The Centers for Disease Control and Prevention (CDC) estimates that flu viruses caused ~400,000 hospitalizations and 22,000 deaths in the U.S. during the 2019-2020 season. Flu immunization has relied on annual administration of trivalent or quadrivalent vaccines, which protect against three or four viral strains, respectively. The 2020-2021 U.S. quadrivalent influenza vaccine targeted influenza A(H1N1)pdm09, influenza A(H3N2), and influenza B/Victoria and B/Yamagata lineages.
Unfortunately, various factors limit the efficacy and protection conferred by flu vaccines. For instance, the protection conferred by current flu vaccines is not long-lived; therefore, immunity needs to be stimulated yearly to match the circulating strains. The selection of strains for developing annual vaccines relies on predictions based on year-round flu surveillance by different organizations worldwide. While this process is based on massive amounts of data, it's not fail-safe and has been known to miss circulating strains. This is especially true when new strains emerge due to antigenic shift, as occurred during the 2009 flu pandemic (i.e., H1N1 in 2009) or when the virus mutates, allowing antigenic drift (Cho and Wrammert, 2016).
In antigenic shift, a sudden change in a viral protein relevant to immunity occurs through swapping of genomic material between viral strains, resulting in a new subtype for which immunity has not been established. In antigenic drift, mutations accumulate over time, allowing viral escape from vaccine-induced antibodies. Antigenic drift occurs in both viruses predominantly associated with flu infections (i.e., Influenza A and B). However, flu pandemics are brought about by antigenic shifts in Influenza A viruses (Treanor, 2004).
Antigenic drift and antigenic shift
Antigenic drift and antigenic shift- Two mechanisms leading to viral immune escape. In antigenic drift, small changes (e.g., point mutations) accumulate over time, leading to amino acid substitutions in key surface proteins such as hemagglutinin (HA) and neuraminidase (NA), which result in new viral strains and can lead to reduced neutralizing antibody binding. In contrast, antigenic shift occurs through genome segment reassortment between viral strains resulting in the introduction of novel HA and/or NA sequences and new viral subtypes (Webster and Govorkova, 2014). Created with BioRender.com
Several influenza vaccines are currently approved for use in the U.S., including inactivated, live-attenuated, and recombinant HA vaccines. As mentioned previously, their efficacy is highly dependent on how well the immunogens included in the trivalent or quadrivalent formulations match the circulating flu strains. While flu vaccines are known to elicit both humoral and cellular immunity, antibodies to the hemagglutinin protein are considered the best correlate of protection (Kim et al. 2018).
Hemagglutinin is a trimeric viral envelope glycoprotein consisting of two main domains, a globular head (HA1) and a stem (HA2). The head domain is an immunodominant epitope and the predominant target of vaccine-induced antibodies, which neutralize viral host cell entry.
Influenza Hemagglutinin- Hemagglutinin is one of three glycoproteins present on the influenza virus envelope. Two main domains in hemagglutinin play a critical role in viral cell entry: the HA1 domain interacts with the host cell surface receptor, sialylated glycan receptor, and the HA2 domain mediates membrane fusion. The HA1 and HA2 domains are attached by a disulfide bond (Cho and Wrammert, 2016). Created with BioRender.com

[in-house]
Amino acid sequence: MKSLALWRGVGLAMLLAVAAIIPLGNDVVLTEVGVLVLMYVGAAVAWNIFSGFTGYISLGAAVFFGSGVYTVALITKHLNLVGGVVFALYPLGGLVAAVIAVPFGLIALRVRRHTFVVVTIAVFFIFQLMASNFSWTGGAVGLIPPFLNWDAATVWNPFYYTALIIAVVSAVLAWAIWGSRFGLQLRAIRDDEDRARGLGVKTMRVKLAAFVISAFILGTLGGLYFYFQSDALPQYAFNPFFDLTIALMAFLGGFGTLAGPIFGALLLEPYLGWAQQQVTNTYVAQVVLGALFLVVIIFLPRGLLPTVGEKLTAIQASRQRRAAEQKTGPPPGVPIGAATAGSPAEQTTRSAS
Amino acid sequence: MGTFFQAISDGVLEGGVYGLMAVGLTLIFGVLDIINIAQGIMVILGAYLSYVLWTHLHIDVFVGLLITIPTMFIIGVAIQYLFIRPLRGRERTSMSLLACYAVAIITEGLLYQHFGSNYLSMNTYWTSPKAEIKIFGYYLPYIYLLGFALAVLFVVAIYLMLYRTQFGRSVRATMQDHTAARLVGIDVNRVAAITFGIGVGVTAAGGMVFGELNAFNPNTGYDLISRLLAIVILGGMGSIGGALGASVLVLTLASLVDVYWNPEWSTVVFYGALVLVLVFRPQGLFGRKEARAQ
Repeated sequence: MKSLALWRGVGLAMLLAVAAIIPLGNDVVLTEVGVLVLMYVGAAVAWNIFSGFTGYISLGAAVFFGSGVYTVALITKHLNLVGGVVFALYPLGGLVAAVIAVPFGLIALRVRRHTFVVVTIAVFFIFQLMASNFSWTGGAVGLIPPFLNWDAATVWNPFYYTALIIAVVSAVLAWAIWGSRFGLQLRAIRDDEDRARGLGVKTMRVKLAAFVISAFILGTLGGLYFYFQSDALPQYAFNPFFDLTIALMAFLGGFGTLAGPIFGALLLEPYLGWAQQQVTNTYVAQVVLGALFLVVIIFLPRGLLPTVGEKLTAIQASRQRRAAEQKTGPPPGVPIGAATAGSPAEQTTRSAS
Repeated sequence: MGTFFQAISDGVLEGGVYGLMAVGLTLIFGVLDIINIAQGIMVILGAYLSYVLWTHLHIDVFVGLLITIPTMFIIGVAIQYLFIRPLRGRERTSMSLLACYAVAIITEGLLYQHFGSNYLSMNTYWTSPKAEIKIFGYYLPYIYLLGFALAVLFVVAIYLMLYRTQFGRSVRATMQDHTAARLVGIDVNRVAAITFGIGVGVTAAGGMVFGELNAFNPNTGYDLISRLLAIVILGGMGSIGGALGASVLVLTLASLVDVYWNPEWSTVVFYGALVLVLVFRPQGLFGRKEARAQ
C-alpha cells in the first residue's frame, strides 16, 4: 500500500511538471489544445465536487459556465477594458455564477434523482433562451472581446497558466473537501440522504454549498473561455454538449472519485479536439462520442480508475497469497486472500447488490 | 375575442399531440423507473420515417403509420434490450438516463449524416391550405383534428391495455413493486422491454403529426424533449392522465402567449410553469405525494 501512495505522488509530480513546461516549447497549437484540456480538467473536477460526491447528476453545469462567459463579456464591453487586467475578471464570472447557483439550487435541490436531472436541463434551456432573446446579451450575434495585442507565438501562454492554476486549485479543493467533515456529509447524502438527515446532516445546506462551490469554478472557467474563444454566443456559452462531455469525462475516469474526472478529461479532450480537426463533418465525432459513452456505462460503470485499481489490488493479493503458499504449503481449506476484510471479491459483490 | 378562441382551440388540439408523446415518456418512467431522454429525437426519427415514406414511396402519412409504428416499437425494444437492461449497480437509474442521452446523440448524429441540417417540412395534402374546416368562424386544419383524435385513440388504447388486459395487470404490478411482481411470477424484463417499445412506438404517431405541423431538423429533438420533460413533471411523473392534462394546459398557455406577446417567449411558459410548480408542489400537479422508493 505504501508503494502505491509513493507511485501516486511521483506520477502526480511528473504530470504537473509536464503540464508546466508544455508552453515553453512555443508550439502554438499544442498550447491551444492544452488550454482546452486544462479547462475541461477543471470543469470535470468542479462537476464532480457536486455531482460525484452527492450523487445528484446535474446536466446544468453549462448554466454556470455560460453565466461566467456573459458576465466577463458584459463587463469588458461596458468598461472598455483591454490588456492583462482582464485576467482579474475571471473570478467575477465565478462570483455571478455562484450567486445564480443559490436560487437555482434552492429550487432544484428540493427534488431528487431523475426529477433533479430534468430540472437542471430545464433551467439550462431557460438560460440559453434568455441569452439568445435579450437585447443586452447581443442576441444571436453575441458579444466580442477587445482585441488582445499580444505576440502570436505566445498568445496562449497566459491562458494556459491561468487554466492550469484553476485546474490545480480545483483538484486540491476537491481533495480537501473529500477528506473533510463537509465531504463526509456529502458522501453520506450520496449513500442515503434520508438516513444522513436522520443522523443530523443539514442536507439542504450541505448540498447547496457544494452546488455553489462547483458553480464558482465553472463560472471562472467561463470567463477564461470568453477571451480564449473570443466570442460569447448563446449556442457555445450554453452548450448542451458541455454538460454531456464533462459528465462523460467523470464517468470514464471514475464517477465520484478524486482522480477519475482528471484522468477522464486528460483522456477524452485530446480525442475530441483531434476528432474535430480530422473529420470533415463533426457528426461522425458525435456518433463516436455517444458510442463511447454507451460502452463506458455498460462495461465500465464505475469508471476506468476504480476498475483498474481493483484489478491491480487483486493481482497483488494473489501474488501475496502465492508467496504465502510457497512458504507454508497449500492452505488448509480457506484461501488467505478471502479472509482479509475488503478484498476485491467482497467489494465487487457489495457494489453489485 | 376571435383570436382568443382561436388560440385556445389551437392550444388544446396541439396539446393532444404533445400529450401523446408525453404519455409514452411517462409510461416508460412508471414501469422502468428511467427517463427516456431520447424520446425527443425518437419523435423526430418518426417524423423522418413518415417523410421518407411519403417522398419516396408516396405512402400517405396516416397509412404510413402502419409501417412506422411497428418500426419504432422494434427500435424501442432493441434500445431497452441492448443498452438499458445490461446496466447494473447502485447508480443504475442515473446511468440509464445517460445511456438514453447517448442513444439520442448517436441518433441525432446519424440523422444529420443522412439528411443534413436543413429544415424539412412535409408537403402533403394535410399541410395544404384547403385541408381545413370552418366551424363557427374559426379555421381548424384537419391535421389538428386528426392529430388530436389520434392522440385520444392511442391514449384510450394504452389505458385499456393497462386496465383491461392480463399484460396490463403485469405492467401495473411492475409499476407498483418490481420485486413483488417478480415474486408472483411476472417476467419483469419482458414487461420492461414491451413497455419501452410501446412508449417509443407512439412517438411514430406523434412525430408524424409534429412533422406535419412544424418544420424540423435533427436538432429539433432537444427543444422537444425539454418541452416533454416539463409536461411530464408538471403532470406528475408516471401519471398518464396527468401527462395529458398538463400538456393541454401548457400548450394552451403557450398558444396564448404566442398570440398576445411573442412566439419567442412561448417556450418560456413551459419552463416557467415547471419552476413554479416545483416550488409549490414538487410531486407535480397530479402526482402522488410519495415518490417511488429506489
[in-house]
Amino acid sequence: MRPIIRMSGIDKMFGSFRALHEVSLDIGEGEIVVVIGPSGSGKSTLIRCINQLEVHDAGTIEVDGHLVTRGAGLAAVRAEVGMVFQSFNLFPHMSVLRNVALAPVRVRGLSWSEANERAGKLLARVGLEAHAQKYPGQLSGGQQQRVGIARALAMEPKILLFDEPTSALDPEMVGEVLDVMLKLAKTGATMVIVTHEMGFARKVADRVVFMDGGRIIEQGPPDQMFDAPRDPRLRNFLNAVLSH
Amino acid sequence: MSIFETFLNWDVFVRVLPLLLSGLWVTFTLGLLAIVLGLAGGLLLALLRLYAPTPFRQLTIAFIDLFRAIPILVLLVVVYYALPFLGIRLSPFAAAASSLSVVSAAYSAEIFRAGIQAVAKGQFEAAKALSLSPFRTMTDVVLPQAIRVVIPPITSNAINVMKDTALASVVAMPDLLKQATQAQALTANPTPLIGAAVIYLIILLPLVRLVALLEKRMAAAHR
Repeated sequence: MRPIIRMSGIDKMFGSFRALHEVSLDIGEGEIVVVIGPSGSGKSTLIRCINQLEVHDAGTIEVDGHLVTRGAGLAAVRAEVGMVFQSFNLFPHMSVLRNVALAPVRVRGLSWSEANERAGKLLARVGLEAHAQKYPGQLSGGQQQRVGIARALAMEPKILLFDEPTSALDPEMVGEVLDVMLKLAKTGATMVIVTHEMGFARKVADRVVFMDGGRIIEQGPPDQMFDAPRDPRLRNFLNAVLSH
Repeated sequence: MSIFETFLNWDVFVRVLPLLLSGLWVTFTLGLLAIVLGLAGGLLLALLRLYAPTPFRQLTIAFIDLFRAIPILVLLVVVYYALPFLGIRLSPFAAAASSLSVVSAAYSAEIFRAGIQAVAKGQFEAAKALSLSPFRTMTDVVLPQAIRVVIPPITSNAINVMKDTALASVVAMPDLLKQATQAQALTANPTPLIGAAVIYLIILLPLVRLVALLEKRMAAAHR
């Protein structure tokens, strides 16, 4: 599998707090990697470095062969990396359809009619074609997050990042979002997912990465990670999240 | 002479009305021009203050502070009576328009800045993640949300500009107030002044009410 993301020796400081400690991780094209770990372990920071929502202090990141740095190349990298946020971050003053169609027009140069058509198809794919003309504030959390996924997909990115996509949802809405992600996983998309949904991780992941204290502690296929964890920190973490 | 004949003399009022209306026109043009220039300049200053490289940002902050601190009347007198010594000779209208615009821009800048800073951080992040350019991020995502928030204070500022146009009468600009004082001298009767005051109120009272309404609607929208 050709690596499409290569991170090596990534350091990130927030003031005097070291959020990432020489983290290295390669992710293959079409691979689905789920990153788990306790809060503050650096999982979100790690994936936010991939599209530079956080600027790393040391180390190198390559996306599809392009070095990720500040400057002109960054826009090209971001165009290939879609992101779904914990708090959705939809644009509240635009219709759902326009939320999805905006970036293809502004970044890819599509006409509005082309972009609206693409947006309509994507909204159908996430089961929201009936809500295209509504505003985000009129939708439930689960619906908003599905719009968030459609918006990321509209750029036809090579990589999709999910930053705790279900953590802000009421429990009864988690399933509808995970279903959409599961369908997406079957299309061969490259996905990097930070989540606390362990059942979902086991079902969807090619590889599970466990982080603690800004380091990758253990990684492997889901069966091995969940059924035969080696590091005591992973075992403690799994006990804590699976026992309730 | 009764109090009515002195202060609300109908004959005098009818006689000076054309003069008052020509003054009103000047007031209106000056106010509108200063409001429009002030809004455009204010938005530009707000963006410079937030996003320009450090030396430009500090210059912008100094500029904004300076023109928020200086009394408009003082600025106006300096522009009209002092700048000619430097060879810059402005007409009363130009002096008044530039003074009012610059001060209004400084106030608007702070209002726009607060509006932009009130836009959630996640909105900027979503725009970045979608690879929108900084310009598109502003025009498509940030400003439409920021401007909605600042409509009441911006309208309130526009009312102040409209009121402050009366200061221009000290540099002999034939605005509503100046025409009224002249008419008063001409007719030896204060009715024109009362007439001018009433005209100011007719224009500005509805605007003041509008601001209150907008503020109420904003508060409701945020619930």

Nevertheless, hemagglutinin's globular head domain is also highly variable, being the site for cumulative mutations resulting in antigenic drift. Recent findings support that vaccines promoting antibody responses directed against more conserved stem domain epitopes may provide broader protection (Vemula et al. 2017).
With the goal of inducing long-lived and broadly protective influenza immunity, a team led by Dr. Masaru Kanekiyo at the Vaccine Research Center (VRC), National Institute of Allergy and Infectious Diseases (NIAID), NIH, U.S., recently developed a quadrivalent nanoparticle vaccine (Boyoglu-Barnum et al. 2021). This new vaccine candidate consists of an array of twenty hemagglutinin trimers, corresponding to the influenza A and B strains covered by the licensed flu vaccine (H1, H3, B/Victoria, and B/Yamagata).
"Genes for expression of HA fusions to nanoparticle trimeric components were codon optimized for expression in human cells and cloned into the CMV/R (VRC 8400) mammalian expression vector by GenScript." (Boyoglu-Barnum et al. 2021)
Preclinical findings in several animal models, including mice, ferrets, and rhesus macaques, support that hemagglutinin mosaic nanoparticle assembly induces antibody responses similar or superior to those elicited by the current quadrivalent vaccine. Additionally, the mosaic nanoparticle vaccine improves antibody responses against hemagglutinin's stem domain.
Anti-stem antibody titers elicited by the mosaic nanoparticle vaccine in macaques persisted for 99 weeks and surpassed those induced by the current quadrivalent vaccine. Lastly, while the predominant antibody response still targeted hemagglutinin head epitopes, the mosaic nanoparticle vaccine increased anti-stem antibody responses following a booster dose.
Therefore, the Kanekiyo group at NIAID is encouraged by these findings to move their studies towards a Phase 1 clinical trial to evaluate the safety and reactions elicited by a variant of this new mosaic nanoparticle vaccine candidate.